Seneca Lake Guardian Responds to DEC Hearing on Greenidge's Air Permit Appeal

DRESDEN, NY (12/08/2022) (readMedia)-- Today, the DEC will begin its issues conference for Greenidge Generation. In June, the DEC denied Greenidge Generation's application to renew its air permit; a decision that Greenidge has appealed. Yvonne Taylor, Vice President of Seneca Lake Guardian, issued the following statement:

"The DEC already denied Greenidge's air permit, and Governor Hochul just signed the cryptomining moratorium- which was literally inspired by Greenidge - into law. Even the White House agrees that fossil fuel-based cryptomining can't keep going the way it is. Plus, according to Greenidge's own statements they're going broke. It couldn't be more clear that the DEC must uphold their decision."


Located on the shores of Seneca Lake, Greenidge is a once-mothballed power plant that was converted into a bitcoin mine by the private equity firm that owns it. The plant has brought only 48 new jobs to the region, while poisoning the Finger Lakes' natural resources. Greenidge also sucks 139 million gallons of water each day from Seneca Lake and dumps it back in at up to 108 degrees, risking toxic algal blooms that could make this water source for 100,000 people non-potable.

The NYS Department of Environmental Conservation (DEC) denied Greenidge's air permit renewal in June stating that the facility poses a threat to the state's climate goals. But Greenidge is still operating and even expanding as it appeals the DEC's decision. It's also attempting to renew its water permit without having met the conditions of its expired water permit.

A few months after Greenidge's permit was denied, Gothamist reported, "The company has added about 10,000 computers and mined about 300 bitcoins in July alone, which would be worth more than $6 million. Their hash rates, a unit of how much power the bitcoin network is using, increased by nearly 70% over the last four months." The added computers mean more greenhouse gas emissions (it's on track to emit at least as much as 100,000 homes), more harm to Seneca Lake (a new study confirms that Greenidge's operations are warming the lake).

Meanwhile, Bitcoin has plummeted 65% this year, and the crypto industry is imploding. Greenidge is in financial ruin, losing $44 million so far this year as its stock tanked 95% (down to $0.49/share this week). The company's CEO abruptly stepped down. Other Bitcoin miners have been similarly struggling - Compute North recently filed for bankruptcy, and TeraWulf Inc., which operates a Bitcoin mining facility in New York, has seen its stock fall more than 90% this year.

Proof-of-work cryptocurrency mining is an extremely energy intensive process that threatens the ability of governments across the globe to reduce our dependence on climate-warming fossil fuels. Mining requires thousands of machines whirring 24/7 to solve complex equations. The more machines that are running, the faster a coin is mined. Each one of these machines requires energy to run, plus more energy for cooling. Globally, Bitcoin mining consumes more energy each year than the entire country of Argentina. In the U.S. alone, Bitcoin mining produces an estimated 40 billion pounds of carbon emissions each year.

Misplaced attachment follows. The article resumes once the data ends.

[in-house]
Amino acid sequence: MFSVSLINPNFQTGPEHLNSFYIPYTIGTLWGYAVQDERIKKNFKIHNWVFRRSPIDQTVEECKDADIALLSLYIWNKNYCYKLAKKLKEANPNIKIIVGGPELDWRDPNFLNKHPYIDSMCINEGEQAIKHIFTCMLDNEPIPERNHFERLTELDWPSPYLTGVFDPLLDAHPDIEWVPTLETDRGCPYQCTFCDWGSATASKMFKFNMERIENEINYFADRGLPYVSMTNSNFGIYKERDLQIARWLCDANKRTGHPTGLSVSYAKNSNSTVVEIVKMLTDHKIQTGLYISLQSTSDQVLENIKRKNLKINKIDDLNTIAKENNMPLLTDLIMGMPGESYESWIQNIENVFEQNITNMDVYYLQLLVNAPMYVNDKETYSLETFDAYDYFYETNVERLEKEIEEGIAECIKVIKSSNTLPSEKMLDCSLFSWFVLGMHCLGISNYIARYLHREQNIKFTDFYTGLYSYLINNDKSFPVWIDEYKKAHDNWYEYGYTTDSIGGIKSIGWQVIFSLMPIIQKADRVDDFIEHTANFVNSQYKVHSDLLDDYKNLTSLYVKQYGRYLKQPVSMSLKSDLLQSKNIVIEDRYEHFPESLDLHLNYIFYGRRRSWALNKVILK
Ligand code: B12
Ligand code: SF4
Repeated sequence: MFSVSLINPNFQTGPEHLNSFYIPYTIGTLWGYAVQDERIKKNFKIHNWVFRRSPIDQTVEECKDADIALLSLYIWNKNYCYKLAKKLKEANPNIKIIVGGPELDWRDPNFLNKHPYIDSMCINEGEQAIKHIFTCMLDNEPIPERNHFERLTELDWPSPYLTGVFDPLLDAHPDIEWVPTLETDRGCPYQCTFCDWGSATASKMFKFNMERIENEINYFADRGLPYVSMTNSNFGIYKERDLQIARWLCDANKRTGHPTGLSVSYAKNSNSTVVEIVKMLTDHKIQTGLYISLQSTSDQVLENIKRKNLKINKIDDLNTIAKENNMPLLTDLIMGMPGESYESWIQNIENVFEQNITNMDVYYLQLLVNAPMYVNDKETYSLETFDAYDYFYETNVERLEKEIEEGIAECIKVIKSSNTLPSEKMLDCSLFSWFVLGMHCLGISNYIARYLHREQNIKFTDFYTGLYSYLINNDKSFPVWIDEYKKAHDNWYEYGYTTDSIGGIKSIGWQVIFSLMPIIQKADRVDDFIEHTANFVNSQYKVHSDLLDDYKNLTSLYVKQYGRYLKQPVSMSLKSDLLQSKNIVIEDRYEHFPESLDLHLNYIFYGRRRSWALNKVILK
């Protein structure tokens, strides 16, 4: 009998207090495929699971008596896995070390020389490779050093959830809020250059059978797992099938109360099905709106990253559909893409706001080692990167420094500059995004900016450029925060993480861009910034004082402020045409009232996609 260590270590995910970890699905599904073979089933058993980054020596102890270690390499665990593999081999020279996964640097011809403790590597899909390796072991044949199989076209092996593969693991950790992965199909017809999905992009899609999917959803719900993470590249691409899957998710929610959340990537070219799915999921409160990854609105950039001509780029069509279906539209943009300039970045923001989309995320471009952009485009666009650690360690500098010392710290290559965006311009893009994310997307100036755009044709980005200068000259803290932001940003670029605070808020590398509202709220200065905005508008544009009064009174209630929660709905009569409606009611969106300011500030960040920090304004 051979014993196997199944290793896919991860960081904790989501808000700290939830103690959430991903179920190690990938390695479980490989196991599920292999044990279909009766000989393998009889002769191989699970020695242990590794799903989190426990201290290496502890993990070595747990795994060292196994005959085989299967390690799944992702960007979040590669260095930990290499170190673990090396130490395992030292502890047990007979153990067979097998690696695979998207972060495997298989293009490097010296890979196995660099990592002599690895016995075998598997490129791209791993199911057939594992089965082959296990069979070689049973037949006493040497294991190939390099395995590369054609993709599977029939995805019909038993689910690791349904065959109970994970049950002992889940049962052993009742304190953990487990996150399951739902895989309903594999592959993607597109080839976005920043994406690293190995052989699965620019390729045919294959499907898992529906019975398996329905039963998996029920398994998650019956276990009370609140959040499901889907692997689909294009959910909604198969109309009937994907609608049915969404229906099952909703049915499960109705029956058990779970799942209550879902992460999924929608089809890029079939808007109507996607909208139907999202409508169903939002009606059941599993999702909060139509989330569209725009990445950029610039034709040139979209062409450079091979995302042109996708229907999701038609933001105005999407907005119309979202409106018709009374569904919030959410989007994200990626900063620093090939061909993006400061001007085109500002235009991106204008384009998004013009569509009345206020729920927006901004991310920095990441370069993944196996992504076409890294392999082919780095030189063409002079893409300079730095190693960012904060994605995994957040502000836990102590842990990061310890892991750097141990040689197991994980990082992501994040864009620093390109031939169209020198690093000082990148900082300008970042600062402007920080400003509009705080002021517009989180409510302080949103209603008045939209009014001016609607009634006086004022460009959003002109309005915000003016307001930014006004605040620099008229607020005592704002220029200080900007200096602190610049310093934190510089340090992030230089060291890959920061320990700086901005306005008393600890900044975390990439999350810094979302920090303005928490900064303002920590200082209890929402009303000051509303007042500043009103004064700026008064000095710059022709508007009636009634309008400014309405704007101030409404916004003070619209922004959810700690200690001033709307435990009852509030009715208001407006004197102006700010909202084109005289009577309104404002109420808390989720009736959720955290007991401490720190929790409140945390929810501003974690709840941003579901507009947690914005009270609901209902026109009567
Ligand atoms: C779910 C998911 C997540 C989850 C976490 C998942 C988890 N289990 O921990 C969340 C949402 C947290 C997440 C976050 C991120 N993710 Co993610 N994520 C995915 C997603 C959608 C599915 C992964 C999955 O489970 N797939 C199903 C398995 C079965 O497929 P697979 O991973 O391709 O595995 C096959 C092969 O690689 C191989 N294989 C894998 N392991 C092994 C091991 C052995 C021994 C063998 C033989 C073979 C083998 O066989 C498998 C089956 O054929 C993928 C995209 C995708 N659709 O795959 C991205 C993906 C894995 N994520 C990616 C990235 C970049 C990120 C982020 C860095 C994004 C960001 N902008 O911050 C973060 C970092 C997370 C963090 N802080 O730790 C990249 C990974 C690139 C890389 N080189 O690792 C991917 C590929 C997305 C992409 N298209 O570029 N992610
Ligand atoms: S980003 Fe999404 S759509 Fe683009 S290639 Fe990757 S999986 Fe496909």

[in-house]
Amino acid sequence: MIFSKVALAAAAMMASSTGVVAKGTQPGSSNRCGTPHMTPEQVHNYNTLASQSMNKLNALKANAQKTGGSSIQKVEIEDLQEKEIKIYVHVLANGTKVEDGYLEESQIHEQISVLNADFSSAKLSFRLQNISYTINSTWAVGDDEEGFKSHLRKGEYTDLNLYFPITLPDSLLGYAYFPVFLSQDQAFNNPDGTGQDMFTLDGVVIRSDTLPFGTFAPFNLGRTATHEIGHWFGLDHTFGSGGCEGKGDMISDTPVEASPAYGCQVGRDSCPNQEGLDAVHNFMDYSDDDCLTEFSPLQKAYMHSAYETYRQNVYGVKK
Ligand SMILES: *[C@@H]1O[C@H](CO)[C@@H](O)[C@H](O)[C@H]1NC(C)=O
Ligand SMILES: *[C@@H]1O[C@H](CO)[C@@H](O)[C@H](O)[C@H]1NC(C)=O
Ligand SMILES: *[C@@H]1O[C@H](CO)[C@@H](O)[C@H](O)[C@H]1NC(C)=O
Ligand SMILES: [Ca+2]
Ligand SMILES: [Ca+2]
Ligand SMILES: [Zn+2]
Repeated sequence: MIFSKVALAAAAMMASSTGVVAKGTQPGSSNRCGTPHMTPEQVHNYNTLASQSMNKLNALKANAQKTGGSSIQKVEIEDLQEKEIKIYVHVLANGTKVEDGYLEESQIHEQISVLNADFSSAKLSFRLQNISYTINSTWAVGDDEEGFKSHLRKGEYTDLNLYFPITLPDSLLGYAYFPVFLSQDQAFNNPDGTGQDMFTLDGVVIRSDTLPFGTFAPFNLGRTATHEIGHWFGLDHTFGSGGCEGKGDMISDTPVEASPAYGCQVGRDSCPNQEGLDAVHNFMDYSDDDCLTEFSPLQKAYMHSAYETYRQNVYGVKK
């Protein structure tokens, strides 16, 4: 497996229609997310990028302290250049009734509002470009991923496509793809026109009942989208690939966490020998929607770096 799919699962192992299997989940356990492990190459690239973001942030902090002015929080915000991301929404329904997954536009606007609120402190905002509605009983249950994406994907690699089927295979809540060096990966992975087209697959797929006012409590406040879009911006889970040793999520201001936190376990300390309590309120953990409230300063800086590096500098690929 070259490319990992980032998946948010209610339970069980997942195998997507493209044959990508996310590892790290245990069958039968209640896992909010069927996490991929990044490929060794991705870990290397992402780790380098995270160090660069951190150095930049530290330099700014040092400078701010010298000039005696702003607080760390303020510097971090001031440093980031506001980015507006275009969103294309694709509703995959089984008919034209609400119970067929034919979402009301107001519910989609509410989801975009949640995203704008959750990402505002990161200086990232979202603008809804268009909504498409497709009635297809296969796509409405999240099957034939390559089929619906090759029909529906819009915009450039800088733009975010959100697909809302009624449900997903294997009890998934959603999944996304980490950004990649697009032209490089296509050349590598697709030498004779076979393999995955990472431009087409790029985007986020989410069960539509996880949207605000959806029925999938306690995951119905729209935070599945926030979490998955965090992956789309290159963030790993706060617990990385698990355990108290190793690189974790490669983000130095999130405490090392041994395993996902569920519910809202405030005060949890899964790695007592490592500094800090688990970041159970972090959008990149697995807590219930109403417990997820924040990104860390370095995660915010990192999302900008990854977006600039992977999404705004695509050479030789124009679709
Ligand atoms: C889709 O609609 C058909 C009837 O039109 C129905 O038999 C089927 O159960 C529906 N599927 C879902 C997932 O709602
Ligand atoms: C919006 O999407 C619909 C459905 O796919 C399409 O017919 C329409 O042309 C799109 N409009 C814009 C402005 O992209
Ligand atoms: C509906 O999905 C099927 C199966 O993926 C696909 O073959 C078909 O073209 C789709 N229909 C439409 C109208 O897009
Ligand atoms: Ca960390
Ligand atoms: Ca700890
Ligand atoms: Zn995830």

Cryptocurrency mining facilities are major emitters of air pollutants. And when cryptocurrency miners rely on the public grid, they can stick everyday people with the bill. A 2021 study estimates "the power demands of cryptocurrency mining operations in upstate New York push up annual electric bills by about $165 million for small businesses and $79 million for individuals."

Powering Bitcoin mining with renewables is not a viable solution, as renewables supply cannot possibly meet the extreme energy demands of Bitcoin mining in addition to daily necessities such as heating and cooling homes and running cars. Any renewable energy that supports Bitcoin mining is renewable energy that is being diverted from the public grid.

In September, the White House Office of Science and Technology Policy released a report about the cryptomining industry's climate threats and the need for regulation. But cryptomining continues to grow rapidly across the country. Earthjustice and the Sierra Club recently released a new Guidebook, finding that from July 2021-22 Bitcoin mining in the U.S. alone consumed as much electricity as four states combined, emitting 27.4 million tons of CO2 - equivalent to the emissions of as much as 6 million cars annually.

About Seneca Lake Guardian

Seneca Lake Guardian is a New York State Not-for-Profit Corporation with 501(c)(3) and is dedicated to preserving and protecting the health of the Finger Lakes, its residents and visitors, its rural community character, and its agricultural and tourist related businesses through public education, citizen participation, engagement with decision makers, and networking with like-minded organizations.